For many Dartmouth students, Alaska may as well be halfway across the world. But for Meghan Topkok ’13, it is her family’s home. Topkok is a member of the Iñupiaq Tribe of northwestern Alaska, and has spent two leave terms working in Alaska on issues related to economic development and child welfare.
A Native American Studies major and linguistics minor, she spent the summer of 2012 in Nome working at the Kawerak Beringia Center of Culture and Science and researching the Indian Child Welfare Act for her senior thesis. Two-thirds of the way through this intensive yearlong project, Topkok hopes her thesis will shed light on Alaska’s child welfare situation.
“I chose to write my thesis on the Indian Child Welfare Act, and specifically how it has been implemented in Alaska, because I wanted to take this opportunity to learn about my own family history and an issue that continues to affect thousands of children and families throughout Alaska,” says Topkok, whose grandmother was adopted by a non-Native family as part of the assimilationist policies of the 1950s and ’60s.
“While writing a thesis has probably been one of my most challenging academic endeavors, I feel it is has made me a more persuasive and effective writer,” Topkok says. “This process has been a test in endurance that is preparing me to better serve my tribe and people after graduation.”
In this video, Topkok talks about her research in Alaska, her Dartmouth experience, and how she stays connected to Iñupiaq traditions when she is in Hanover.
Her thesis adviser, N. Bruce Duthu ’80, the Samson Occom Professor of Native American Studies, says Topkok’s thesis allows her to write about a topic that is meaningful to her personally while giving her an opportunity to research larger issues that Alaska’s Native communities have faced.
“Meghan's thesis project is significant in at least two respects,” says Duthu, who chairs the Native American Studies program. “First, it brings much needed attention to the challenges of restoring tribal sovereign authority over Indian child welfare decisions in Alaska. In other words, the potential exists for her research to be of great benefit at the community level. Secondly, her research is an example to other students about how to marry their intellectual endeavors and interests at Dartmouth with their commitment to their home communities.”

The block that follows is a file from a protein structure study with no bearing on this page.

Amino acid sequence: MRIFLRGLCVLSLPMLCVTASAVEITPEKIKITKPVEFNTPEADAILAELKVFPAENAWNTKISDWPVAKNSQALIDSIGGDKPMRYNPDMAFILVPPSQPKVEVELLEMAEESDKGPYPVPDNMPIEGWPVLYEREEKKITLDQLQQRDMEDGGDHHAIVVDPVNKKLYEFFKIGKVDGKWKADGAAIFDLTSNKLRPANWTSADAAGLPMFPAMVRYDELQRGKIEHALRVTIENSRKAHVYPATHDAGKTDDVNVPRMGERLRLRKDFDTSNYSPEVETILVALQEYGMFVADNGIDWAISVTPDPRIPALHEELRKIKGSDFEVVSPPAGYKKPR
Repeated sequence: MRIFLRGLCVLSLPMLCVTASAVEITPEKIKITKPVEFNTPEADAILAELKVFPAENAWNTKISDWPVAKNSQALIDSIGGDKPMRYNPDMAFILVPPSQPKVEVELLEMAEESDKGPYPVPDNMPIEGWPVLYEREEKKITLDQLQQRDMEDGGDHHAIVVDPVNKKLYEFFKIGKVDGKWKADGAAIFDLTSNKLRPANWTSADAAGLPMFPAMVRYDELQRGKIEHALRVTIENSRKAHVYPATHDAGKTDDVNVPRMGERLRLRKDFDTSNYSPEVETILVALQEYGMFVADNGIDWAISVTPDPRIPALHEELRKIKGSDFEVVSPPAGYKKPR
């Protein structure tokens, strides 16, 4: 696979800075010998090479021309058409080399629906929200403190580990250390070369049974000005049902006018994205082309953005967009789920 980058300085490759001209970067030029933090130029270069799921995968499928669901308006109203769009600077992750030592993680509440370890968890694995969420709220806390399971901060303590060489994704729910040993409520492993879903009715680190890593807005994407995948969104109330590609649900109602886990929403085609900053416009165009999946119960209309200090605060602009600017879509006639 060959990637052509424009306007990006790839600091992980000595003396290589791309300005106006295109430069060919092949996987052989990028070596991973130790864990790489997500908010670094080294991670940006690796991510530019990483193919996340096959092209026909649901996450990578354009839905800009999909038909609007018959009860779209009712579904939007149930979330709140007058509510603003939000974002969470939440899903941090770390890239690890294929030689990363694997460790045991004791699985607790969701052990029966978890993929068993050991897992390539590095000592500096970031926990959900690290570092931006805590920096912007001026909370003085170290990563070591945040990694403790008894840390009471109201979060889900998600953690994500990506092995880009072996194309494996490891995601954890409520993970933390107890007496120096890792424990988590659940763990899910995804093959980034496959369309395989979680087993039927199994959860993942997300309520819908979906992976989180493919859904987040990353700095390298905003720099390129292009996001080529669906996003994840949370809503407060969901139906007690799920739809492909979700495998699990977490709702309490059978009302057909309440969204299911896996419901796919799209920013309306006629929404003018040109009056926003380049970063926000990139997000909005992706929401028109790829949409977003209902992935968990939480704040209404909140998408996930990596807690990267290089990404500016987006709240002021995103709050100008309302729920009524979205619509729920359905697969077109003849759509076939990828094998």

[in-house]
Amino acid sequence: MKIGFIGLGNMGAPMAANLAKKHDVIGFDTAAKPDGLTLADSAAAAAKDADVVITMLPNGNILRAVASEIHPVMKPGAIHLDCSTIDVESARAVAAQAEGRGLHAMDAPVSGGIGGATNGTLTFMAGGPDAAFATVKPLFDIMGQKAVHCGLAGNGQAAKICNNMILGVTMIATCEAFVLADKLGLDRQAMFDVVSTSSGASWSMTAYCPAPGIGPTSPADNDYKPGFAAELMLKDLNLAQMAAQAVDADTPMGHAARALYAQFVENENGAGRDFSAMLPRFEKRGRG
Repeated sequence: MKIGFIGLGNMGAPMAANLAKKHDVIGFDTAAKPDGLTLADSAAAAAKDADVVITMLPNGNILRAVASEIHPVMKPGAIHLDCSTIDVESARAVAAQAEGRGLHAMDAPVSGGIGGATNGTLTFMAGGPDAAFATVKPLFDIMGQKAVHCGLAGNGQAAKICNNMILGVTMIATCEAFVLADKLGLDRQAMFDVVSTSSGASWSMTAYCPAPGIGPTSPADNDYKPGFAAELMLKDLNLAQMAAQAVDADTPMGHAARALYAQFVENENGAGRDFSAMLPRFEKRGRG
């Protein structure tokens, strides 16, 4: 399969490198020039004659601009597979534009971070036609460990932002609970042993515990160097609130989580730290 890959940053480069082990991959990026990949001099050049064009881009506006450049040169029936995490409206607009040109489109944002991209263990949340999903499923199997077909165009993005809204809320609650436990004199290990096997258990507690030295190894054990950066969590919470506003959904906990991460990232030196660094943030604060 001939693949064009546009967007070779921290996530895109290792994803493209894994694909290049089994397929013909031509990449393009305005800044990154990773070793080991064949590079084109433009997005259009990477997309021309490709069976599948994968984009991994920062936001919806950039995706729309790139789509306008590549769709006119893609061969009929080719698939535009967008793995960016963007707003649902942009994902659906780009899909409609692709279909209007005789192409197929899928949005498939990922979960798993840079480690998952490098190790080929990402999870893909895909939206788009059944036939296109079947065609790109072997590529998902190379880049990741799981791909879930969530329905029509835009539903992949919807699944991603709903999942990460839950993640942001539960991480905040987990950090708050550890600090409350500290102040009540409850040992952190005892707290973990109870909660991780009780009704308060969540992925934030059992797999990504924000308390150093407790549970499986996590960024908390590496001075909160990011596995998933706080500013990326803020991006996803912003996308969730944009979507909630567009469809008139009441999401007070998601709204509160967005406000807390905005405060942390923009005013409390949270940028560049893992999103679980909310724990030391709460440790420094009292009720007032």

When Topkok visited Dartmouth on the Native Fly-In Program from Seal Rock, Oregon, where her family has lived for the last three years, the institution’s close-knit Native American community impressed her. And when she matriculated at Dartmouth, Topkok knew she wanted to be a part of the “long-standing and robust” Native American Studies program.
“Since I’ve come to Dartmouth, the faculty in the Native American Studies program have been very supportive of me and my academic endeavors,” Topkok says. “I couldn’t tell you the number of times professors have sat down with me over coffee or in office hours to go over papers and projects. Professor Duthu has been especially helpful in providing constructive feedback on my research.”
At Dartmouth, Topkok is active in several campus organizations. She serves as co-president of Native Americans at Dartmouth; heads up the Indigenous Living Languages group, which focuses on restoring the vitality of Native languages; is a co-organizer of Dartmouth’s Native Women’s Group; and is a member of Alpha Pi Omega sorority. She participates in the Native Dance Society, and also frequently engages in traditional dancing with fellow Iñupiaq Nicole Kanayurak ’13, who is from Barrow, Alaska. Additionally, Topkok spends time working with Savage Media, a student-run production group that brings voice to pertinent political issues through film, writing, and photography. And during her 2013 spring break, she participated in the Tucker Foundation’s Denver Alternative Spring Break trip and worked with community service organizations that serve the urban Indian population there.
Thanks to an Olga Gruss Lewin Post-Graduate Fellowship from Dartmouth’s William Jewett Tucker Foundation, Topkok will return to the Kawerak Beringia Center following her graduation in June 2013. She will be able to continue her work there for another year, which will include mentoring youths, teaching the Iñupiaq language to children as part of a language restoration project, and documenting oral traditions with community elders. Ultimately, Topkok plans to study federal Indian law and return to Alaska to work with tribal courts.